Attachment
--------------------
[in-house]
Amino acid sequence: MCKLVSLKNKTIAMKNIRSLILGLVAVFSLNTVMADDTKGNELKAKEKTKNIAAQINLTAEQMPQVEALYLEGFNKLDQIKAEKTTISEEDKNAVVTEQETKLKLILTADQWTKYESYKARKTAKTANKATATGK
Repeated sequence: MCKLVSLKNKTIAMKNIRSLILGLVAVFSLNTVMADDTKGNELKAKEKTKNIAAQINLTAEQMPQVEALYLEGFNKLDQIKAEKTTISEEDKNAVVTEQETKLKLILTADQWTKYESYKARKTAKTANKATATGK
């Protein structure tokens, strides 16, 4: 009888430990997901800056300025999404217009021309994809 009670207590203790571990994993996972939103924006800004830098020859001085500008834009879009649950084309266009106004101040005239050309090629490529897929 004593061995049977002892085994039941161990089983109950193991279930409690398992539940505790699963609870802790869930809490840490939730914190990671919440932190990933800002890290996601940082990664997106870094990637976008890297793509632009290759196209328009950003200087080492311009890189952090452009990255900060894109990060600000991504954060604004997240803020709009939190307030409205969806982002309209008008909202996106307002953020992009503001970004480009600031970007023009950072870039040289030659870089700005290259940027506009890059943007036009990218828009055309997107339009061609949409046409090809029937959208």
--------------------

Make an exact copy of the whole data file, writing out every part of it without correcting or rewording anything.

[in-house]
Amino acid sequence: MCKLVSLKNKTIAMKNIRSLILGLVAVFSLNTVMADDTKGNELKAKEKTKNIAAQINLTAEQMPQVEALYLEGFNKLDQIKAEKTTISEEDKNAVVTEQETKLKLILTADQWTKYESYKARKTAKTANKATATGK
Repeated sequence: MCKLVSLKNKTIAMKNIRSLILGLVAVFSLNTVMADDTKGNELKAKEKTKNIAAQINLTAEQMPQVEALYLEGFNKLDQIKAEKTTISEEDKNAVVTEQETKLKLILTADQWTKYESYKARKTAKTANKATATGK
């Protein structure tokens, strides 16, 4: 009888430990997901800056300025999404217009021309994809 009670207590203790571990994993996972939103924006800004830098020859001085500008834009879009649950084309266009106004101040005239050309090629490529897929 004593061995049977002892085994039941161990089983109950193991279930409690398992539940505790699963609870802790869930809490840490939730914190990671919440932190990933800002890290996601940082990664997106870094990637976008890297793509632009290759196209328009950003200087080492311009890189952090452009990255900060894109990060600000991504954060604004997240803020709009939190307030409205969806982002309209008008909202996106307002953020992009503001970004480009600031970007023009950072870039040289030659870089700005290259940027506009890059943007036009990218828009055309997107339009061609949409046409090809029937959208």